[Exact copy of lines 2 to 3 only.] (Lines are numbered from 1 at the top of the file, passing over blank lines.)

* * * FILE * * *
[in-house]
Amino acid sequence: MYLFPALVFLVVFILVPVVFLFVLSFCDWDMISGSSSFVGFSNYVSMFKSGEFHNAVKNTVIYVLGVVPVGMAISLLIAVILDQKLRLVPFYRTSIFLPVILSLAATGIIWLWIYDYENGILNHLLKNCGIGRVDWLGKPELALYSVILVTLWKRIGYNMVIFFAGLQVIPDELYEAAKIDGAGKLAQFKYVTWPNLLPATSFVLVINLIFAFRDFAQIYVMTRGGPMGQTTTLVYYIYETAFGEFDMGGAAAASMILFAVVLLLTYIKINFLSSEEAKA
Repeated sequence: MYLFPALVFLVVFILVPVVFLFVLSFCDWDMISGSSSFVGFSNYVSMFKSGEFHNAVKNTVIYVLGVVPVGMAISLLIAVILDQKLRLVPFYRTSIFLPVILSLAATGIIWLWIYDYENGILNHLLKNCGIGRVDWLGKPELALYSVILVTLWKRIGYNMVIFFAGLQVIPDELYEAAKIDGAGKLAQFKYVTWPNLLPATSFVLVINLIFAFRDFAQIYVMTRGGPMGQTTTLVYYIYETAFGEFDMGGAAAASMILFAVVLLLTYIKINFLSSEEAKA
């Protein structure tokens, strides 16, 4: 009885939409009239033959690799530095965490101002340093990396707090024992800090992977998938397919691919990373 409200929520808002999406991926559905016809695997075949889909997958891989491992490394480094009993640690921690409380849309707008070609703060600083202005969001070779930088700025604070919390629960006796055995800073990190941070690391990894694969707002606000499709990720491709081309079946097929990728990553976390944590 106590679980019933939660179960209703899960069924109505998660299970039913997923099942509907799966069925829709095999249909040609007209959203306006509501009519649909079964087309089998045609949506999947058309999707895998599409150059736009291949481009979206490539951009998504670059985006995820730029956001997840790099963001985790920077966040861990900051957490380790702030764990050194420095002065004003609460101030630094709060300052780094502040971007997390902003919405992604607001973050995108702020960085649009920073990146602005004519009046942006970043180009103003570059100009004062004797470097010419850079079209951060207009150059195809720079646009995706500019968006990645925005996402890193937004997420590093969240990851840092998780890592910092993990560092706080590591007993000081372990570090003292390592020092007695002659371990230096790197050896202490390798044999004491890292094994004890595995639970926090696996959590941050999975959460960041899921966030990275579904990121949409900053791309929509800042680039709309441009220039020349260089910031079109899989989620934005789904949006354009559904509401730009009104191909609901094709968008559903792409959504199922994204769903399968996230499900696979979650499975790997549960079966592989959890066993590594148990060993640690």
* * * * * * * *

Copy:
Amino acid sequence: MYLFPALVFLVVFILVPVVFLFVLSFCDWDMISGSSSFVGFSNYVSMFKSGEFHNAVKNTVIYVLGVVPVGMAISLLIAVILDQKLRLVPFYRTSIFLPVILSLAATGIIWLWIYDYENGILNHLLKNCGIGRVDWLGKPELALYSVILVTLWKRIGYNMVIFFAGLQVIPDELYEAAKIDGAGKLAQFKYVTWPNLLPATSFVLVINLIFAFRDFAQIYVMTRGGPMGQTTTLVYYIYETAFGEFDMGGAAAASMILFAVVLLLTYIKINFLSSEEAKA
Repeated sequence: MYLFPALVFLVVFILVPVVFLFVLSFCDWDMISGSSSFVGFSNYVSMFKSGEFHNAVKNTVIYVLGVVPVGMAISLLIAVILDQKLRLVPFYRTSIFLPVILSLAATGIIWLWIYDYENGILNHLLKNCGIGRVDWLGKPELALYSVILVTLWKRIGYNMVIFFAGLQVIPDELYEAAKIDGAGKLAQFKYVTWPNLLPATSFVLVINLIFAFRDFAQIYVMTRGGPMGQTTTLVYYIYETAFGEFDMGGAAAASMILFAVVLLLTYIKINFLSSEEAKA